FRENCH AIR FORCE UNVEILS SPECIAL VANILLA-CHOCOLATE MIRAGE 2000

The special aircraft was painted to celebrate the 30th Anniversary of Ouadi Doum air raid.

Special French "Vanilla-chocolate" Mirage 2000

All the elders of the French Jaguar at the Escadron de Chasse 3/3 Ardennes were yesterday invited on the Base Aérienne 133 Nancy-Ochey Officiel to celebrate the thirtieth anniversary of the raid on Ouadi Doum.

For the occasion, a Mirage 2000D has received a livery "Vanilla-chocolate", in tribute to the livery of the Jaguar of the time.


The Ouadi Doum air raid was carried out by French aircraft on February 16, 1986, against the Libyan airbase of Ouadi Doum in northern Chad, during the Chadian–Libyan conflict.

In an agreement made in Crete in September 1984 between the Libyan and French presidents Muammar al-Gaddafi and François Mitterrand it was established that the French and Libyan forces would both leave Chad, which was then divided on the 16th parallel with Libya and the rebel GUNT keeping the north and the French and the Chadian government holding the south. But while France respected the accords, leaving Chad in 1984, Libya only reduced its forces, maintaining 5,000 men in the country.

When on Gaddafi's orders GUNT forces attacked southern Chad in February 1986 violating the 16th parallel, French reaction was immediate: while on February 13 Opération Epervier started, which brought a thousand French troops to Chad, an air strike was prepared.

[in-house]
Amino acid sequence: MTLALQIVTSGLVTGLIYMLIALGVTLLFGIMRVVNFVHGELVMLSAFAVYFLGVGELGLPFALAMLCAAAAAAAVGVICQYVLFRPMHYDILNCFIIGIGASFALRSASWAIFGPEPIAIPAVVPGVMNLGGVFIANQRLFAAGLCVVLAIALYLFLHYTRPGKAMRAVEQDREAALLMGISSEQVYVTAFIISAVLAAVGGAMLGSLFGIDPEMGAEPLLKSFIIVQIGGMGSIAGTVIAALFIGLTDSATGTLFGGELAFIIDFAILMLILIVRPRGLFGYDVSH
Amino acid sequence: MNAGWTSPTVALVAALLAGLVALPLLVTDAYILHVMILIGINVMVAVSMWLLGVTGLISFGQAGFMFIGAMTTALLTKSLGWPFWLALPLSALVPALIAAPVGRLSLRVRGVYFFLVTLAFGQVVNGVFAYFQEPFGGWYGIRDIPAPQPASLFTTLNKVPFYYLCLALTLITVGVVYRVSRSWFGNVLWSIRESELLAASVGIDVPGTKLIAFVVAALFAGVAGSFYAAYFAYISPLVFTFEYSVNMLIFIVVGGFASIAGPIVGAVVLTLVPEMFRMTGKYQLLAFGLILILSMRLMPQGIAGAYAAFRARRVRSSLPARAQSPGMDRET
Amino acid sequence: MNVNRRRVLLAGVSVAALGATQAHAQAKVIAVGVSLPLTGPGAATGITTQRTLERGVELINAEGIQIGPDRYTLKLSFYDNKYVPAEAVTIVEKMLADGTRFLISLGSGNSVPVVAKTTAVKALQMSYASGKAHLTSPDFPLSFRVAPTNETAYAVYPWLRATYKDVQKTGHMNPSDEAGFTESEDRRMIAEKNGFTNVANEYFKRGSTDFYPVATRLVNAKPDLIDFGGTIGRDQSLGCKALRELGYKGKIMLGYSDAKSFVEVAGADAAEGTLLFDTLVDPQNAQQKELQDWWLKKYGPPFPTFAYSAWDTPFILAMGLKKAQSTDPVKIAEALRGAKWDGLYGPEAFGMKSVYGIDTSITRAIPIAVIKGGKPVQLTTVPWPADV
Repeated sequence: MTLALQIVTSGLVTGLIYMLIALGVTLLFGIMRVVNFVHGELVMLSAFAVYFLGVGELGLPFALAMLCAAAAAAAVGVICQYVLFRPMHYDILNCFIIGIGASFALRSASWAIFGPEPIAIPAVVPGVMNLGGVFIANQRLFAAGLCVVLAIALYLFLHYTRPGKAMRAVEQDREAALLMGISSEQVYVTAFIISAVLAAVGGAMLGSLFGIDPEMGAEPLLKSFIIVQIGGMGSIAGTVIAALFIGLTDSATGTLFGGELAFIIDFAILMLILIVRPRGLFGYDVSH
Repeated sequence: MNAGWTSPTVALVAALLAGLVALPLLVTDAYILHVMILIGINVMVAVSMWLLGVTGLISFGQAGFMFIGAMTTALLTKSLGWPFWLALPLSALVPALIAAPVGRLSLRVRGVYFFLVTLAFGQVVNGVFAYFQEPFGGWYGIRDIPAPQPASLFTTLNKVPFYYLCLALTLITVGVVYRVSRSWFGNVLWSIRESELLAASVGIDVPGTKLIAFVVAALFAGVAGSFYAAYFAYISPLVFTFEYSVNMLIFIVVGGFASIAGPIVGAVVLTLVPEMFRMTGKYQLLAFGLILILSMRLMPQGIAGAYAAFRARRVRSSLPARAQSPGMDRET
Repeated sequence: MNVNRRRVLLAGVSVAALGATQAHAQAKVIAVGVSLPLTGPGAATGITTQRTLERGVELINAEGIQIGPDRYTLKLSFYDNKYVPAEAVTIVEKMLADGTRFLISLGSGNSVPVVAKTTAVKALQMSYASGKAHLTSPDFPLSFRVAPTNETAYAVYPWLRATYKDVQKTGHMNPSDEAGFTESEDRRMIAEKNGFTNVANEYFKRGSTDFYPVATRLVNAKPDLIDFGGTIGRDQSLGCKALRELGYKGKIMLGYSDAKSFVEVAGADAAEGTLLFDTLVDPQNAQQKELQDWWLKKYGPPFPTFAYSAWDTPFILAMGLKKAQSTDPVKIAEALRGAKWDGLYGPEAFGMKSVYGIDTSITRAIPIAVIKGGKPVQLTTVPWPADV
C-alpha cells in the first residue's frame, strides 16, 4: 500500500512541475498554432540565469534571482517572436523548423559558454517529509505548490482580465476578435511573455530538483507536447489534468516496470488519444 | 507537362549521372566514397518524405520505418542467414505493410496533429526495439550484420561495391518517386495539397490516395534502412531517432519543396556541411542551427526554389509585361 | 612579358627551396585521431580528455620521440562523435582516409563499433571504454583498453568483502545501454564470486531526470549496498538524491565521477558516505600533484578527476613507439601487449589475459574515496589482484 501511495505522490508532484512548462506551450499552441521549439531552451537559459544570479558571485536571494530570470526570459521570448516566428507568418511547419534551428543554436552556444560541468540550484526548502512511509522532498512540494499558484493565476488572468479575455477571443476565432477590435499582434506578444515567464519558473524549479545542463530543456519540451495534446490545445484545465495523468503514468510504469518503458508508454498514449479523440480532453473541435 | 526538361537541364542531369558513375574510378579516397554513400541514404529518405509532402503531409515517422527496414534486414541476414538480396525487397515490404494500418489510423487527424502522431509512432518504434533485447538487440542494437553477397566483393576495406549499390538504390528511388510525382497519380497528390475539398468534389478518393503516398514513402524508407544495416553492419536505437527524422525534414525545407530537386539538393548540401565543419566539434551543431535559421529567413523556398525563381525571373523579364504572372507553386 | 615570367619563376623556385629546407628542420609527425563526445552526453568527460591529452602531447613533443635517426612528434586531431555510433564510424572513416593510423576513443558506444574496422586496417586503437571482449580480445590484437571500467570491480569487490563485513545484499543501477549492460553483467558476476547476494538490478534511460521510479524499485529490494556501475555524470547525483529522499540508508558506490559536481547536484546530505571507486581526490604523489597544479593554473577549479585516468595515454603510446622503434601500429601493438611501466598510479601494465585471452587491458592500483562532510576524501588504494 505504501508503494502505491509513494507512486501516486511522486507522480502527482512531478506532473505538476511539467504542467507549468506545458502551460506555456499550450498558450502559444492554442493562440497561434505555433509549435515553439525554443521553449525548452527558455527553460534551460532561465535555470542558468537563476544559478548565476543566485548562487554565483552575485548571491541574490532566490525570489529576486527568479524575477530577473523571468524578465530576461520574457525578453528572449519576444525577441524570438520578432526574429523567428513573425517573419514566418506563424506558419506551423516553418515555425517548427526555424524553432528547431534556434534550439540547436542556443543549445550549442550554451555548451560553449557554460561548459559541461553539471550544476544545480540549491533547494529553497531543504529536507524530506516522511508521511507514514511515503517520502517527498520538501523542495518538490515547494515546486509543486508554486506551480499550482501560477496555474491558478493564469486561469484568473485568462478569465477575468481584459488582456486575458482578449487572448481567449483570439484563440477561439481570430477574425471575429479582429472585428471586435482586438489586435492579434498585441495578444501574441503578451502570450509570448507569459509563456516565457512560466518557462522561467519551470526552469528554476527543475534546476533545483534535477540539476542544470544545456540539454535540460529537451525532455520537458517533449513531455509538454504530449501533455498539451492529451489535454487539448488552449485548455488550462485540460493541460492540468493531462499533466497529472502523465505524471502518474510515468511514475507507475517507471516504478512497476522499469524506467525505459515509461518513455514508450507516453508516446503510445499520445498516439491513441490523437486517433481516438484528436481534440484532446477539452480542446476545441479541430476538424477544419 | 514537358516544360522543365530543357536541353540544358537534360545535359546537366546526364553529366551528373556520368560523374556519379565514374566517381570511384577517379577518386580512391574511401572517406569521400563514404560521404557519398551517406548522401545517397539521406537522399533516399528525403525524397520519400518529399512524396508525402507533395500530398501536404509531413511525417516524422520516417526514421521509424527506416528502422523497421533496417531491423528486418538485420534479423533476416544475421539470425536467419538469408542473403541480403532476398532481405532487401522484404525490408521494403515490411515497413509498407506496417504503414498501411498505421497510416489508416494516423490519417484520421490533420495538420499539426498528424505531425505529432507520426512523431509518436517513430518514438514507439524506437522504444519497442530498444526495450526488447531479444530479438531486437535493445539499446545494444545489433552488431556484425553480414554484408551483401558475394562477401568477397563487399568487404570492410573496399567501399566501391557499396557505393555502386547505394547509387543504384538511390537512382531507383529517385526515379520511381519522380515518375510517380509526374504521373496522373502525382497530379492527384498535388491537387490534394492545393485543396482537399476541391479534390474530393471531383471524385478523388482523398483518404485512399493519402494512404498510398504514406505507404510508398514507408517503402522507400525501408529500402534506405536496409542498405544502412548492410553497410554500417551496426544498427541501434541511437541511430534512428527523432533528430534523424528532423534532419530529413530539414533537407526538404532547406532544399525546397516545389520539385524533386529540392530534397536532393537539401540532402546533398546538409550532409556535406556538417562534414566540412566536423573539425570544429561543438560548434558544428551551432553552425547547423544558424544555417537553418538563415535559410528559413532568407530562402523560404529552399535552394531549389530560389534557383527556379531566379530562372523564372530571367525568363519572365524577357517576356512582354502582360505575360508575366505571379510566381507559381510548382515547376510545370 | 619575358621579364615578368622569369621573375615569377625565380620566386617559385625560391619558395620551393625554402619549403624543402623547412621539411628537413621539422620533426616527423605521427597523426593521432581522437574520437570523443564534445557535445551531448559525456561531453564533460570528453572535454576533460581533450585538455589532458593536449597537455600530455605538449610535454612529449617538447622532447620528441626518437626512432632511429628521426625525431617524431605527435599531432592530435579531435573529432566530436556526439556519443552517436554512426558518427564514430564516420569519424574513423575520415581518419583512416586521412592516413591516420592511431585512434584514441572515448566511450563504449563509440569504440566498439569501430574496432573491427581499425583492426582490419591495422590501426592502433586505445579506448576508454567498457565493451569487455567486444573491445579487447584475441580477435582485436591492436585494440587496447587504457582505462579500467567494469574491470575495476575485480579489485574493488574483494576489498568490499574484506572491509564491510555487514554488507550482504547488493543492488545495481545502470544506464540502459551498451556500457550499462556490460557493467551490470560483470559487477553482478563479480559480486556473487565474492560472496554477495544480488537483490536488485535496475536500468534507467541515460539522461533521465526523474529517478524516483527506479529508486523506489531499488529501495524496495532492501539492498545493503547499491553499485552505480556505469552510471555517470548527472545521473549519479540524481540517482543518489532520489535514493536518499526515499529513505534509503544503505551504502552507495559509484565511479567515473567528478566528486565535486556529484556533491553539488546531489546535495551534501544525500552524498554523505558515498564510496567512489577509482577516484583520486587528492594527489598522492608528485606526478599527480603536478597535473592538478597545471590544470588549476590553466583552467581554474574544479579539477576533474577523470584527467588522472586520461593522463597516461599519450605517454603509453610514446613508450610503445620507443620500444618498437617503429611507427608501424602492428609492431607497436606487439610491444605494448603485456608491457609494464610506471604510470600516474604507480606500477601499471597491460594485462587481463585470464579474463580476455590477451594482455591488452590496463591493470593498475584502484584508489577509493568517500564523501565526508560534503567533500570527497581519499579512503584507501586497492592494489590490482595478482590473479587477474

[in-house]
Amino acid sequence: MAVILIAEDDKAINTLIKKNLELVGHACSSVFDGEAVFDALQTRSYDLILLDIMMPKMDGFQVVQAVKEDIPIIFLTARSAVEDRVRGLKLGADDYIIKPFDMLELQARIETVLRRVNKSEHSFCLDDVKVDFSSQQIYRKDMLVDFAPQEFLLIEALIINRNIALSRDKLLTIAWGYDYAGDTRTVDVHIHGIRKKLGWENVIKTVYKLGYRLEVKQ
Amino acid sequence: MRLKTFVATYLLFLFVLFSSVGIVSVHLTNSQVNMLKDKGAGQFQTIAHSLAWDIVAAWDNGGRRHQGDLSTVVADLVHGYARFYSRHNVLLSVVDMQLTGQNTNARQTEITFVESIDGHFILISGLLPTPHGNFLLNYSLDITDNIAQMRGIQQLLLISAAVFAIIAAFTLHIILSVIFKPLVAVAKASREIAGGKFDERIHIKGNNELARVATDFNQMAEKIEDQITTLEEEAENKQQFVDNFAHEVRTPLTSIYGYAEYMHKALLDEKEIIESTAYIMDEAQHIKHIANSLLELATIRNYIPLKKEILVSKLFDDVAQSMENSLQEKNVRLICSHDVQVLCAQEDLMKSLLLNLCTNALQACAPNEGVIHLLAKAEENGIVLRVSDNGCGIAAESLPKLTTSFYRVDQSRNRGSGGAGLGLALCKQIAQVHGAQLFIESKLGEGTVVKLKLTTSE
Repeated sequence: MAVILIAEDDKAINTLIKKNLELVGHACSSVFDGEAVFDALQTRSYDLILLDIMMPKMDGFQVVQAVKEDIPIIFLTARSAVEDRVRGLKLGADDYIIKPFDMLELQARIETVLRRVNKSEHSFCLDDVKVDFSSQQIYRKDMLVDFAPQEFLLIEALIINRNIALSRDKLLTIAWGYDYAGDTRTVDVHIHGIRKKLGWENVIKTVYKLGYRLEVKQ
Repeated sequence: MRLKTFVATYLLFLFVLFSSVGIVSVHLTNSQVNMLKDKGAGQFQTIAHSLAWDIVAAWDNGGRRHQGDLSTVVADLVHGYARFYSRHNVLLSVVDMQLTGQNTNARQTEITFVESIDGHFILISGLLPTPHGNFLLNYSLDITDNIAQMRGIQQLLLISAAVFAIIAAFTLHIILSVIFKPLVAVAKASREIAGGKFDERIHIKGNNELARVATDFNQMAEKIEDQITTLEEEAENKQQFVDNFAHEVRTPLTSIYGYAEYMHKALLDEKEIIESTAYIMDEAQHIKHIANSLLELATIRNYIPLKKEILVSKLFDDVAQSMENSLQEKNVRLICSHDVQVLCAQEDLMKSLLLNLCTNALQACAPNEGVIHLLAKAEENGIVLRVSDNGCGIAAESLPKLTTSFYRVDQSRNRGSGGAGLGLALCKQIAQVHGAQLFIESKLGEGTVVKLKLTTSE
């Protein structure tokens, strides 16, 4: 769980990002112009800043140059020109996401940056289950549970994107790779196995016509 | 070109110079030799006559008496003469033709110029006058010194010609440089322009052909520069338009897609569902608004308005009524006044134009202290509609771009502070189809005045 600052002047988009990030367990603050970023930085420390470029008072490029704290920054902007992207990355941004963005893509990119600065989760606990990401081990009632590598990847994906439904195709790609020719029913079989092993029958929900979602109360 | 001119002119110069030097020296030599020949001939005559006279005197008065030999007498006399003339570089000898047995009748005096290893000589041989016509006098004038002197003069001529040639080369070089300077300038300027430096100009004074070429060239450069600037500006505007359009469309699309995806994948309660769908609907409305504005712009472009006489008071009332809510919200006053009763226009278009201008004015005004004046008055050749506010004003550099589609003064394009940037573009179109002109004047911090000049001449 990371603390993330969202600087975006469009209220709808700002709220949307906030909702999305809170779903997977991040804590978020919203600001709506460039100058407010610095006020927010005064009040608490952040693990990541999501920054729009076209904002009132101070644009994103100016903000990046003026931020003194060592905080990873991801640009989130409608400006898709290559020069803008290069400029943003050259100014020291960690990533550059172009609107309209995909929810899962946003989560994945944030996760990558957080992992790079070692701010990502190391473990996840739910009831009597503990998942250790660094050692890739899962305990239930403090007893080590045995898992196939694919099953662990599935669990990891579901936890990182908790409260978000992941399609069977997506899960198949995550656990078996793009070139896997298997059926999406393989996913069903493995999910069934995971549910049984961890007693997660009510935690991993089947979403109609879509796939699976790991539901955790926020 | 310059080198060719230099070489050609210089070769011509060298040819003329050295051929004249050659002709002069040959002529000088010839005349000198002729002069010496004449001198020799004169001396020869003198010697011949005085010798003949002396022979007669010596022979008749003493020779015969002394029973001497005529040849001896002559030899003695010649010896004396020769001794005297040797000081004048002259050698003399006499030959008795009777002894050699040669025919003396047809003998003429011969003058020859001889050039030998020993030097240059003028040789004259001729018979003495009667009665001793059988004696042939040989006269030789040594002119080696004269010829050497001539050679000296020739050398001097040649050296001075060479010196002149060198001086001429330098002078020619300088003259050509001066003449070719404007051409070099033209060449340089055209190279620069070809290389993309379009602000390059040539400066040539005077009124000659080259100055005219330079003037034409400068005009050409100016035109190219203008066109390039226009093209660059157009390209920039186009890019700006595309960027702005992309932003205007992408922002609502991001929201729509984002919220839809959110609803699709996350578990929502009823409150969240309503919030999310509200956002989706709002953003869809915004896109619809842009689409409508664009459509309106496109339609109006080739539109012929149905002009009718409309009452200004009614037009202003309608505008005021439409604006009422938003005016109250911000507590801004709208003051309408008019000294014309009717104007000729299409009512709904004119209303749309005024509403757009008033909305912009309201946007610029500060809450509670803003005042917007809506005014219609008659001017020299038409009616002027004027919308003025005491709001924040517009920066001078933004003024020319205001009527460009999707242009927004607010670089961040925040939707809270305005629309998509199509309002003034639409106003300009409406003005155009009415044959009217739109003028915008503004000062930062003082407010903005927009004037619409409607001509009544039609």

The first move was to regroup in Bangui about fifteen Mirage F1s and Jaguars. The operation's target was to damage the airstrip of Ouadi Doum in northern Chad, a strip 3800 meters long, built by the Libyans between November 1984 and October 1985. Ouadi Doum had a great strategic importance, as only from there in Chad Libyan bombers could attack Chad's capital, N'Djamena.


More important still were the political aspects of the strike: Ouadi Doum was a symbol of Libyan duplicity. The French government intended by this action to send a message to their African allies, proving their determination to confront Libyan expansion.


On February 16, eight Jaguars escorted by four Mirage F1's left Bangui for Ouadi Doum. When the French planes attacked, they were flying very close to the ground, preventing Libyan radar and surface-to-air missiles from detecting the planes until it was too late. The planes made only one pass over the target, dropping about forty BAP 100 bombs on the airstrip, severely damaging it and making it temporarily unusable. The entire attack lasted less than a minute.



Photo credits: French Air Force

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